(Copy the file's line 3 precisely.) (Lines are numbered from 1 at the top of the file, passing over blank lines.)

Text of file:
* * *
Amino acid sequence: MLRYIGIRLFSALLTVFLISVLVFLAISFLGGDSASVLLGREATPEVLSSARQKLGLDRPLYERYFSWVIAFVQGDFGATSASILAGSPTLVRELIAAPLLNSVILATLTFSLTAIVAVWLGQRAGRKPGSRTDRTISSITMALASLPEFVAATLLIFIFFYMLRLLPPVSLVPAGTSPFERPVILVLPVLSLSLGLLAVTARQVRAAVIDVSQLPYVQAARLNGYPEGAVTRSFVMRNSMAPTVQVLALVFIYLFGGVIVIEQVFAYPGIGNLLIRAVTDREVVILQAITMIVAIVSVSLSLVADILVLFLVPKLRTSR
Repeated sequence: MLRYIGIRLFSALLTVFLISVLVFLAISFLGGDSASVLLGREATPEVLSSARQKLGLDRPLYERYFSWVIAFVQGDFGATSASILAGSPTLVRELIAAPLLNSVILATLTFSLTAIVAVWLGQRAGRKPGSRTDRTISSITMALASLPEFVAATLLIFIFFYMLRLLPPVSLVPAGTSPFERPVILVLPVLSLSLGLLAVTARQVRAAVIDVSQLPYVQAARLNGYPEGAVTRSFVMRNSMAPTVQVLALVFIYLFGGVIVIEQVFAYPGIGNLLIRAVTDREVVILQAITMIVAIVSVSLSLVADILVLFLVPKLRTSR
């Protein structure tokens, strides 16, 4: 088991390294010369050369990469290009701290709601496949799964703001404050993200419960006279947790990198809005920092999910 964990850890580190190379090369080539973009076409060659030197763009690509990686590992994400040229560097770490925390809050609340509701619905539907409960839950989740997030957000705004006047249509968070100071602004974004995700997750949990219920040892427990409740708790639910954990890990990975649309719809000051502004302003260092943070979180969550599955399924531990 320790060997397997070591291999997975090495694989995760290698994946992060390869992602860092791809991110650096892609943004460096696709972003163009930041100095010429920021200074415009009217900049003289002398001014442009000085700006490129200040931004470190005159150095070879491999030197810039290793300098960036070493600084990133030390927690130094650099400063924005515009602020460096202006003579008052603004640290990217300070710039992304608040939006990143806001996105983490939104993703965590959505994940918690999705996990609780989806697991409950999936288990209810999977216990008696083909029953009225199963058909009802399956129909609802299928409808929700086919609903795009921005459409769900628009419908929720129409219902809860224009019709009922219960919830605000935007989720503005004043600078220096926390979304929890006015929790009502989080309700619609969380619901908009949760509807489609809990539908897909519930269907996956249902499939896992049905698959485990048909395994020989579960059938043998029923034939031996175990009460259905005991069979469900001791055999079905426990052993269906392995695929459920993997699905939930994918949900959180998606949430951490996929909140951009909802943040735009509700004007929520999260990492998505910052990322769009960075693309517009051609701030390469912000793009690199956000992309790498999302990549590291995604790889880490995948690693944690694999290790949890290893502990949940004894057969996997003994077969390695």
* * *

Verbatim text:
């Protein structure tokens, strides 16, 4: 088991390294010369050369990469290009701290709601496949799964703001404050993200419960006279947790990198809005920092999910 964990850890580190190379090369080539973009076409060659030197763009690509990686590992994400040229560097770490925390809050609340509701619905539907409960839950989740997030957000705004006047249509968070100071602004974004995700997750949990219920040892427990409740708790639910954990890990990975649309719809000051502004302003260092943070979180969550599955399924531990 320790060997397997070591291999997975090495694989995760290698994946992060390869992602860092791809991110650096892609943004460096696709972003163009930041100095010429920021200074415009009217900049003289002398001014442009000085700006490129200040931004470190005159150095070879491999030197810039290793300098960036070493600084990133030390927690130094650099400063924005515009602020460096202006003579008052603004640290990217300070710039992304608040939006990143806001996105983490939104993703965590959505994940918690999705996990609780989806697991409950999936288990209810999977216990008696083909029953009225199963058909009802399956129909609802299928409808929700086919609903795009921005459409769900628009419908929720129409219902809860224009019709009922219960919830605000935007989720503005004043600078220096926390979304929890006015929790009502989080309700619609969380619901908009949760509807489609809990539908897909519930269907996956249902499939896992049905698959485990048909395994020989579960059938043998029923034939031996175990009460259905005991069979469900001791055999079905426990052993269906392995695929459920993997699905939930994918949900959180998606949430951490996929909140951009909802943040735009509700004007929520999260990492998505910052990322769009960075693309517009051609701030390469912000793009690199956000992309790498999302990549590291995604790889880490995948690693944690694999290790949890290893502990949940004894057969996997003994077969390695």